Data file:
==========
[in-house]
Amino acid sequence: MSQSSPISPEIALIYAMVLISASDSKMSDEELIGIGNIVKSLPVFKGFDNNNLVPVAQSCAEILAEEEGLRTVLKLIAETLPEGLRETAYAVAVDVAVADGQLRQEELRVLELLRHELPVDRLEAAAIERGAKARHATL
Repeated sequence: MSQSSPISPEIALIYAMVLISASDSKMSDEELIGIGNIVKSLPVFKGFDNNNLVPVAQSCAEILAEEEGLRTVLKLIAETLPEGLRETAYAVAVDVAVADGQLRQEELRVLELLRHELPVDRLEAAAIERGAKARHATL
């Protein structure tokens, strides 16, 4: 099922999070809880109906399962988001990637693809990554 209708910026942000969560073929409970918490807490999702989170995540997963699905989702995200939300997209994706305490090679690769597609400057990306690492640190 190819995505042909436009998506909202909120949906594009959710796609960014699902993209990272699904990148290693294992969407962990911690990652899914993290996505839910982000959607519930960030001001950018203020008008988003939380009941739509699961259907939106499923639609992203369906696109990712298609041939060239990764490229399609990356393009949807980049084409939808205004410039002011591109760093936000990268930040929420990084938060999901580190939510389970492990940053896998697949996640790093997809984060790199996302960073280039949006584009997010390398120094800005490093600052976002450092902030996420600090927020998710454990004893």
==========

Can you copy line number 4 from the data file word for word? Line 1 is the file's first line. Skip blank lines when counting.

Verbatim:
């Protein structure tokens, strides 16, 4: 099922999070809880109906399962988001990637693809990554 209708910026942000969560073929409970918490807490999702989170995540997963699905989702995200939300997209994706305490090679690769597609400057990306690492640190 190819995505042909436009998506909202909120949906594009959710796609960014699902993209990272699904990148290693294992969407962990911690990652899914993290996505839910982000959607519930960030001001950018203020008008988003939380009941739509699961259907939106499923639609992203369906696109990712298609041939060239990764490229399609990356393009949807980049084409939808205004410039002011591109760093936000990268930040929420990084938060999901580190939510389970492990940053896998697949996640790093997809984060790199996302960073280039949006584009997010390398120094800005490093600052976002450092902030996420600090927020998710454990004893």